What the 2023 Midas List reveals
Produced by Forbes in partnership with TrueBridge Capital Partners, the Midas List has long tracked VC performance. It has become the definitive ranking of the top 100 tech investors. What makes this particularly insightful is that this is at the individual, rather than firm, level. Midas analyses which investors have earned the strongest returns – that is, their portfolio companies have gone public, had an M&A transaction or raised rounds of financing at an increased valuation. A highly data-driven list, it is produced from a combination of public data sources and the submissions of thousands of investment deals from hundreds of investors over a 5-year horizon and is updated every year. It provides a very useful resource for founders, not just the league table positioning per se, but the profiles of the individual investors (including their net worth!). It offers a rare window onto the inner world of VC and the startups that have propelled these investors to prominence. In addition to the global list, Forbes also now produces the Midas Seed List, which profiles the top 25 seed-stage venture capitalists in the world, as well as the Midas List Europe.
A secondary analysis on the 2023 list by communications advisory firm, Milltown Partners, looks at how some of the most successful investors approach external communications. This provides further insight into VC 'archetypes' and how they carry their messaging to the market. Some of the results are counterintuitive and thus really helpful in guiding founders to where they can seek further background information that may help them in investor due diligence. VCs are often hailed as having some of the most active social media voices, but 47 of the 100 Midas 2023 investors were not active on Twitter at all — only four in the group tweeted several times a day. Though 90% of the list had a LinkedIn profile, only half posted on the social network on a regular basis. VCs are increasingly turning their hand to blogging: 8 out of the top 50 Substacks are written by VCs, though none of those investors appear on the Midas List - yet. But podcasts are where the gold currently lies: 50 VCs on the 2023 Midas List appeared on a podcast last year. The most popular choice was 20VC, where 12 current Midas List investors appeared. If you want to know more about how VCs think, podcasts are hard to beat.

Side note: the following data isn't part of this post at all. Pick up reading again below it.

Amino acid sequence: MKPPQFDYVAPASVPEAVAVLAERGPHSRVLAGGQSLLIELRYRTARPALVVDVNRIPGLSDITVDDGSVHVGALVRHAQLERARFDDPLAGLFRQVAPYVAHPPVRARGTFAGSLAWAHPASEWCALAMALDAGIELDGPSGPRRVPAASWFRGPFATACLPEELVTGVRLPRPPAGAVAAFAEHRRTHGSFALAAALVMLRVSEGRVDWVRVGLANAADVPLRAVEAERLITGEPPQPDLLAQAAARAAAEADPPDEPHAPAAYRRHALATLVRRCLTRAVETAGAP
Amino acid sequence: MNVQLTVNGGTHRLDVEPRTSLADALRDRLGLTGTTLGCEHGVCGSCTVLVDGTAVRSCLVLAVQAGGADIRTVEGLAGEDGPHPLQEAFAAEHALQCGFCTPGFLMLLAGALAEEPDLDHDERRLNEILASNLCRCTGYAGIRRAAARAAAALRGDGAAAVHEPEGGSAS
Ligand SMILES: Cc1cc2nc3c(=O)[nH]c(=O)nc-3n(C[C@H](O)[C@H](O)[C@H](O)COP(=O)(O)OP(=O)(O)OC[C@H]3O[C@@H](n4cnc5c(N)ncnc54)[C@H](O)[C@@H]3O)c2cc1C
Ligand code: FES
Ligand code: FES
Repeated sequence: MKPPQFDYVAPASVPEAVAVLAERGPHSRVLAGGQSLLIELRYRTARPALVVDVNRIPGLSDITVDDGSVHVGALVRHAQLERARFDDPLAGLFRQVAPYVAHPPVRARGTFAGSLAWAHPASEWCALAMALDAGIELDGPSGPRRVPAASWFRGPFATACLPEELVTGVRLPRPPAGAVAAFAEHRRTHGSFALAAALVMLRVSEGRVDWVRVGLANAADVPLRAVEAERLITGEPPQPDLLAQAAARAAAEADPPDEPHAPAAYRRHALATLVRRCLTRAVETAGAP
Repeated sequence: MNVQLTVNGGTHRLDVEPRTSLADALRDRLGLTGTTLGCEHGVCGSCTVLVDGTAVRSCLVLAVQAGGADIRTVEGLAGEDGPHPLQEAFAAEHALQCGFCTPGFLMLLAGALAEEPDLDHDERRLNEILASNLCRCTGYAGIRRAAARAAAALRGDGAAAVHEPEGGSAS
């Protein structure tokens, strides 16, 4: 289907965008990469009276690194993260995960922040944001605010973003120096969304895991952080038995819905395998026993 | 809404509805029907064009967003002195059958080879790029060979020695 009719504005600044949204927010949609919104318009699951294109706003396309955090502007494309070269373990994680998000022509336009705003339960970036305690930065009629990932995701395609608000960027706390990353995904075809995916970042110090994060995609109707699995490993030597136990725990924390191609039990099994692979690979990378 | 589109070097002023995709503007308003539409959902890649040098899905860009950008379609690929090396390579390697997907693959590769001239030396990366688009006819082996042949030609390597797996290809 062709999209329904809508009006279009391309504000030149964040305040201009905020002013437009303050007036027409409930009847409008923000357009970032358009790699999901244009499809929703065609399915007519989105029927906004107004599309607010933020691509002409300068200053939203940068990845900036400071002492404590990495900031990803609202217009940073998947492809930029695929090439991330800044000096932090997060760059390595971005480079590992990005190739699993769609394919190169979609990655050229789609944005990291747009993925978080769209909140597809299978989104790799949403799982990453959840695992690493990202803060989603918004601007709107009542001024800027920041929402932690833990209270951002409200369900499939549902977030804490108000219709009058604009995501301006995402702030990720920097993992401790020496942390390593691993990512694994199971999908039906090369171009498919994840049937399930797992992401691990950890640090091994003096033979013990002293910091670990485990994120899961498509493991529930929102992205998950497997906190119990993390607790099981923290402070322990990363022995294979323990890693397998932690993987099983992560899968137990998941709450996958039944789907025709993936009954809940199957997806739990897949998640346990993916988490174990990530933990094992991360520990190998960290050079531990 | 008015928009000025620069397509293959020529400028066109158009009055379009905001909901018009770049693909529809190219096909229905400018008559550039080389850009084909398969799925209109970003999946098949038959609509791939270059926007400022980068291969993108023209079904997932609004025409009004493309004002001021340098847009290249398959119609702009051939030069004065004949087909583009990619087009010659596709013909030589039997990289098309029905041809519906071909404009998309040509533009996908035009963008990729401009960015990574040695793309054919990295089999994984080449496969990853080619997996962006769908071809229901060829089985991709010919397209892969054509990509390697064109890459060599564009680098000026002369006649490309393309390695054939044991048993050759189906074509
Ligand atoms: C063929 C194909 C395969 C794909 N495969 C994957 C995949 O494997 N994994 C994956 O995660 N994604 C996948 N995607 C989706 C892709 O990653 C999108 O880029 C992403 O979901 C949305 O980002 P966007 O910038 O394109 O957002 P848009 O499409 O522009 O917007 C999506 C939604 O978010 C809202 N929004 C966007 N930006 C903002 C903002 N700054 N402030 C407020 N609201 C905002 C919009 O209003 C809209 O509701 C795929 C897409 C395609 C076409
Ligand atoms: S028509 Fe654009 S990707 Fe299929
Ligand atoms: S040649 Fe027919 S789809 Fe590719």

There are now over 46,000 VC investors globally, home to over 300,000 VC executives, according to Pitchbook, and they are all jostling for attention. Founders that don't have access to this or a similar platform - that provides in-depth, individual investor profiles - have to be especially resourceful. As the data makes clear, and industry insiders have argued, success and a noisy public profile are not always correlated. But with IPOs and exits continuing to dry up, ‘quiet’ investors might need to consider more thoroughly how they signal to the market that their portfolios are performing and that they are still open for business, according to Milltown. This is especially true for those focusing on hot emerging sectors such as Biotech, AI & ML, Web3, Health Tech and others, where investment activity levels remain relatively elevated and the competition for the best deals is the strongest. It is likely that more investors will try to increase their public presence a result, providing founders with ever-greater insights into their thinking.
Nontraditional investor decline in Europe